[The following post was authored by Ben Henshaw, and has undergone some revision with the author’s permission for inclusion here.]
Calvinists often argue that God’s love has failed if Christ’s atonement was made for all and yet not all are saved. I find it strange that Calvinists, who are so quick to criticize Arminians for holding to a man centered religion, argue that unless man responds to God’s love in saving faith, then His love for them has somehow failed. How is it that they feel comfortable equating the success or failure of God’s love with man’s response to that love? Is the nature or validity of God’s love dependant on man’s response? Doesn’t that seem a little man centered?
I personally believe that God loves and gives according to the goodness of His nature and that His love for mankind would in no way be diminished if every single person on the planet rejected that love. The cross is so much more beautiful to me when I consider that Christ willingly laid down His life even for those who would forever reject Him. I cannot think of a more powerful demonstration of perfect love. That most of mankind rejects that love and provision cannot diminish its significance in the slightest.
In the same way the incarnation demonstrates the love and humility of an amazing God.
As Paul so beautifully wrote:
Your attitude should be the same as that of Christ Jesus: Who being in very nature God, did not consider equality with God something to be grasped, but made himself nothing, taking the very nature of a servant, being made in human likeness. And being found in appearance as a man, he humbled himself and became obedient to death- even death on a cross! (Philippians 2:5-8 )
What an amazing story that God would leave His throne and become a man out of love for a fallen race. Paul tells us that our attitude should reflect Christ’s humility and love. Does that mean that if someone does not return our love that we have somehow failed to emulate our Redeemer? Of course not! And neither is Christ’s love rendered void when a sinner rejects His gracious and loving provision.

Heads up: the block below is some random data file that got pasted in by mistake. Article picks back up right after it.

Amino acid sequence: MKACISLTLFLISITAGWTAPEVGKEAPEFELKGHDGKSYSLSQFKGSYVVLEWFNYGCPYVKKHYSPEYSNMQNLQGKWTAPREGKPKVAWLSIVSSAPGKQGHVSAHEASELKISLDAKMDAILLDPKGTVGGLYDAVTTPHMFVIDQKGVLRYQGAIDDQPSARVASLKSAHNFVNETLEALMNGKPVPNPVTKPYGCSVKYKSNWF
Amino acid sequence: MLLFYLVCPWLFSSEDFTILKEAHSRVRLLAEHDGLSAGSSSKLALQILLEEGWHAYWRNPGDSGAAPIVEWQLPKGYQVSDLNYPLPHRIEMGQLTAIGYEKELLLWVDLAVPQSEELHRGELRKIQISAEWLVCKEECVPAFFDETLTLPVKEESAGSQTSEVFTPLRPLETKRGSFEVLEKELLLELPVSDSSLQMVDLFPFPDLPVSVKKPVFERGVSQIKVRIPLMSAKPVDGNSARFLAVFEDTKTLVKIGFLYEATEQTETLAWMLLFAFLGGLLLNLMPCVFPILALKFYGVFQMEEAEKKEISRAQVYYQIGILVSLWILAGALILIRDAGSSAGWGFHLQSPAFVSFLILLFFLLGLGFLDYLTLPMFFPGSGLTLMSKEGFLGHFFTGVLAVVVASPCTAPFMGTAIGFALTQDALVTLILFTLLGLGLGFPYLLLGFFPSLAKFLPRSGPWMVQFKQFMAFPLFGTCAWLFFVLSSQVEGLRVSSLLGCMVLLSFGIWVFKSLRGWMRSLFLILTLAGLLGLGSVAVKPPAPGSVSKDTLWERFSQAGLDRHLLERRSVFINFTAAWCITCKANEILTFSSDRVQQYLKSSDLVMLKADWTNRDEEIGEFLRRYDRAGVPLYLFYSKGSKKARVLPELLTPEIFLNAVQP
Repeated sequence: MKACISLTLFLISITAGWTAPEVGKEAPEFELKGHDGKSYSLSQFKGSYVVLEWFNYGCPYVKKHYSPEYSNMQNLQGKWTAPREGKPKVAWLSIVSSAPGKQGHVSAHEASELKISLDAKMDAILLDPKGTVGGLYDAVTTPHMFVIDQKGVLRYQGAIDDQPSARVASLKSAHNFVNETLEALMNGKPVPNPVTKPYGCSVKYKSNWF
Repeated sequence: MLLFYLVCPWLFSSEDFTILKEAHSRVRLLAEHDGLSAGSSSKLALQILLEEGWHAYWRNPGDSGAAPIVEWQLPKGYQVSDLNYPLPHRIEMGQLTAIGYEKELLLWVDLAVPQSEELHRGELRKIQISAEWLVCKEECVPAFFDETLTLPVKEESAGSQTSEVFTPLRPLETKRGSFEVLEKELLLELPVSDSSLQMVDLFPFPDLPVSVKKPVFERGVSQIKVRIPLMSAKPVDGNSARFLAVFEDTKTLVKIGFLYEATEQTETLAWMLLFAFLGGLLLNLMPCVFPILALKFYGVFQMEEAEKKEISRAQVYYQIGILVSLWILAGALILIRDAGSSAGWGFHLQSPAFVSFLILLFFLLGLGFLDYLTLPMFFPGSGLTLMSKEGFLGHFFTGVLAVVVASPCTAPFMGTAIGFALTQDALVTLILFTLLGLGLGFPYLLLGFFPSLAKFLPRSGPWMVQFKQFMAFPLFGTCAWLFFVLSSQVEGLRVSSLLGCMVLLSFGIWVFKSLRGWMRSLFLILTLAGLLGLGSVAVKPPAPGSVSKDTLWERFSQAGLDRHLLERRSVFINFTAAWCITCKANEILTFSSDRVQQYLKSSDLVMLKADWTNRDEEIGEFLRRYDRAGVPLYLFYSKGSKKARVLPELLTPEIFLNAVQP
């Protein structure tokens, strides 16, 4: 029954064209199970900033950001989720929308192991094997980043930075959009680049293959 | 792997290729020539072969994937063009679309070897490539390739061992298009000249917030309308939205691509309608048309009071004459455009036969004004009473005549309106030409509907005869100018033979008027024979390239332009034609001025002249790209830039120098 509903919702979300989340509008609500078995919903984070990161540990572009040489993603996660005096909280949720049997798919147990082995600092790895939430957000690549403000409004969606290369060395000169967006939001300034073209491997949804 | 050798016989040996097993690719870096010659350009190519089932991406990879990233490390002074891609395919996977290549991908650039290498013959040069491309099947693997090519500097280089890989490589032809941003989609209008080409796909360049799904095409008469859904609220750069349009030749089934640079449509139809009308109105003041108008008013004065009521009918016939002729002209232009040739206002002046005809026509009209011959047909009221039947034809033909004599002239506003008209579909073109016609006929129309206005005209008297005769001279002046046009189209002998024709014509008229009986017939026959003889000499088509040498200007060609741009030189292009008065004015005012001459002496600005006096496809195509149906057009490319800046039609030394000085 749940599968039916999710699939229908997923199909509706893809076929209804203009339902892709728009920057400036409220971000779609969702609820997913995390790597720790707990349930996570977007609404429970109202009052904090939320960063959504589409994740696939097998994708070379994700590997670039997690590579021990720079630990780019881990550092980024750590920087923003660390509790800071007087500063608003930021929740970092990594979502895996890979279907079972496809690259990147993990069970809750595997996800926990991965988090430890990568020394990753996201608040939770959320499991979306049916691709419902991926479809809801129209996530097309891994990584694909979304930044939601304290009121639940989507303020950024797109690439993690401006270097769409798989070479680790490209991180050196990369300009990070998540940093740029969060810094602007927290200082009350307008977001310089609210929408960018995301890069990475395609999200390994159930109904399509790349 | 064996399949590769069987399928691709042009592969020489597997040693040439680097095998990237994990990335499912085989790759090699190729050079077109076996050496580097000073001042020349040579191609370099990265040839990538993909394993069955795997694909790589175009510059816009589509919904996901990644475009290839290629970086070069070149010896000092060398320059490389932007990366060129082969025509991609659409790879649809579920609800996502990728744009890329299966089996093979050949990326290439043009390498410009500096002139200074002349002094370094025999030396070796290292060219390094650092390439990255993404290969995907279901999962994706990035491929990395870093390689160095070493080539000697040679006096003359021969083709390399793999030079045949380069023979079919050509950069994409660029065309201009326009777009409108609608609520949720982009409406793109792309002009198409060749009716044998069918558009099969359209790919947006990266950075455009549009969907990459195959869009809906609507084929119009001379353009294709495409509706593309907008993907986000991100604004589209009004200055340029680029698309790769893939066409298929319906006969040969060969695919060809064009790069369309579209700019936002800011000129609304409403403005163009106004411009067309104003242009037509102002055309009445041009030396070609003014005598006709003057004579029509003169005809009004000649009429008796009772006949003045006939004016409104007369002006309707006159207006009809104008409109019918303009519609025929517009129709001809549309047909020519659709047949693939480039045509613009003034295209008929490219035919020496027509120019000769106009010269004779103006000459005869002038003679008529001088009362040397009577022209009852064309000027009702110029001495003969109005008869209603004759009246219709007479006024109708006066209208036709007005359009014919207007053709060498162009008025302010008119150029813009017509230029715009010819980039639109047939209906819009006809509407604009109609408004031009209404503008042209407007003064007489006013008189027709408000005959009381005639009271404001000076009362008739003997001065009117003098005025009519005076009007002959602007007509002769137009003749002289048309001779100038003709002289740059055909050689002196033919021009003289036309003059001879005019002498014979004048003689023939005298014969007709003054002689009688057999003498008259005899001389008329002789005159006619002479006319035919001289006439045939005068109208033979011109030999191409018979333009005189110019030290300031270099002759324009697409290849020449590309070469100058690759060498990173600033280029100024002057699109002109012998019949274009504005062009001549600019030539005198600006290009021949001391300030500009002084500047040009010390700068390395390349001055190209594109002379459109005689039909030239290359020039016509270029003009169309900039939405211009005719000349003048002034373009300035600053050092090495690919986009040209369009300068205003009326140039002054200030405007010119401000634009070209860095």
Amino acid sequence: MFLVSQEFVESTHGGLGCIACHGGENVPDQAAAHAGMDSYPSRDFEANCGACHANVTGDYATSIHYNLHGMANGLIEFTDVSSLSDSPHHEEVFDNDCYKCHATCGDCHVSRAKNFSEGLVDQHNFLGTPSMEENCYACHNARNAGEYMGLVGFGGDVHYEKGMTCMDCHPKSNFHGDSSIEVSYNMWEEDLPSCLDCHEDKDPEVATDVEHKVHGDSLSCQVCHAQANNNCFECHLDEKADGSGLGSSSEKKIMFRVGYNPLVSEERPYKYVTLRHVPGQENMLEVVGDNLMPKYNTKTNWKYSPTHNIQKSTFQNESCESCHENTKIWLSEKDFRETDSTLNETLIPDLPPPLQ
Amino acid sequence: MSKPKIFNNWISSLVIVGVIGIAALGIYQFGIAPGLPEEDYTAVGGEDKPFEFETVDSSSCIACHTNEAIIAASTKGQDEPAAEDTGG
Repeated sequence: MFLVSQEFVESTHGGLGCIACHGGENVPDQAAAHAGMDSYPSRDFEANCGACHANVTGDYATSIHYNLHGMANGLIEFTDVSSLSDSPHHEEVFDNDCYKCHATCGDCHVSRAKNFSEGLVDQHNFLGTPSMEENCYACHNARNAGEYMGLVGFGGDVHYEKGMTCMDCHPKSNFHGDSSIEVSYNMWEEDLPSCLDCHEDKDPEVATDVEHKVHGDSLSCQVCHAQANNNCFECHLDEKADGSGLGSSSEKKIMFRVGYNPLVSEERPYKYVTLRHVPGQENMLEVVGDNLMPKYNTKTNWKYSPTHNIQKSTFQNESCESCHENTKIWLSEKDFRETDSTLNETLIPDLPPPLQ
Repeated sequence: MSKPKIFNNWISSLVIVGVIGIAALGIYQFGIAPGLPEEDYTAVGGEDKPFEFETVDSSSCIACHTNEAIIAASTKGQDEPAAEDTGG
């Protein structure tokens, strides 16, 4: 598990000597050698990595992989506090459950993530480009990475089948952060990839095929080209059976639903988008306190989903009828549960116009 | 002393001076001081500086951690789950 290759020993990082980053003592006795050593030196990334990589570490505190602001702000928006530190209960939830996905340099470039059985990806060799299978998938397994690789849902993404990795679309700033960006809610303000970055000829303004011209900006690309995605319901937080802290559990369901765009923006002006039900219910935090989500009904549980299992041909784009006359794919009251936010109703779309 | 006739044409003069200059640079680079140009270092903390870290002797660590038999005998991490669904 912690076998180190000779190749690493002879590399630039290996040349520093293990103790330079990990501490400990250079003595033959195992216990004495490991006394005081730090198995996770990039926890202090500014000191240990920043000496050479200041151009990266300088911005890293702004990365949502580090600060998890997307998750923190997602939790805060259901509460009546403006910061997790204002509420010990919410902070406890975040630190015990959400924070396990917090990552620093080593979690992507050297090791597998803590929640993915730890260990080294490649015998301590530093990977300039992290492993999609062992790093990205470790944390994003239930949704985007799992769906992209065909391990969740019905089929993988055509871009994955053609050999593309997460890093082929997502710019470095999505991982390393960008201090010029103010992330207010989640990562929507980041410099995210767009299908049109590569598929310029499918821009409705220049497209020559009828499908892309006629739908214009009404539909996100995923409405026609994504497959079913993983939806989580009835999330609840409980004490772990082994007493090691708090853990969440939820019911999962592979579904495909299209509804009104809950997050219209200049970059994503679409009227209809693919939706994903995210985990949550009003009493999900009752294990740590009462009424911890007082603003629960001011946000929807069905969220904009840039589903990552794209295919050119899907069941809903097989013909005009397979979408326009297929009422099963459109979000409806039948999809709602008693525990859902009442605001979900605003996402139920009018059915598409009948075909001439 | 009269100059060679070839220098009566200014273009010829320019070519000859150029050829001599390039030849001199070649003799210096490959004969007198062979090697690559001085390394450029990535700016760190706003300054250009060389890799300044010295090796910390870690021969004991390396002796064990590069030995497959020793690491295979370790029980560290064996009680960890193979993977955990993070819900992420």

An angel of the Lord appeared to some lowly shepherds on that greatest of days and said to them, “Do not be afraid; for behold, I bring you good news of great joy which will be for all the people” (Luke 2:10; NASB).
Did you hear that? Good news of great joy for all the people! What does that mean to you? How could such a message be true in light of Calvinism? How could Christ’s coming possibly be good news of great joy to one who has been denied any part in Christ’s atoning work by way of an irrevocable decree? Does it really make sense to suggest that the angel only meant, “I bring you good news of great joy that will be for relatively few unconditionally elect among the people”? And of course we know that Christ’s work was not only for the people of Israel, nor only for the covenant people of God, but for the world (John 3:16; 1 John 2:2). As the righteous and devout Simeon said of Jesus by the Holy Spirit when Joseph and Mary brought him to dedicate him to the Lord, “my eyes have seen your [God’s] salvation that you have prepared in the presence of all peoples, a light for revelation to the Gentiles, and for glory to your people Israel” (Luke 2:30-32; ESV).
I am so glad that I don’t have to understand the angel’s proclamation in such a strange way. How good it is to remember at this holiday season that Christ’s coming was intended to bring joy to all of mankind because all of mankind was loved by God in Christ. The Lord came not for a few but for all just as His love extends to all. That so many reject that love is a tragedy, but they forfeit the joy that could be theirs of their own accord. That so many reject that good news takes nothing from the joy and goodness of the message. If, however, that message of good news and great joy was not intended for them, then the joyous message of the Lord’s angel rings hollow at best.
How good it is this Christmas season to rejoice in Christ’s birth from an Arminian perspective. May God use us to share the good news with someone this Christmas season. I hope you will feel the freedom to say to any sinner, without constraint, that Christ’s coming is truly good news for them.
God Bless and Merry Christmas!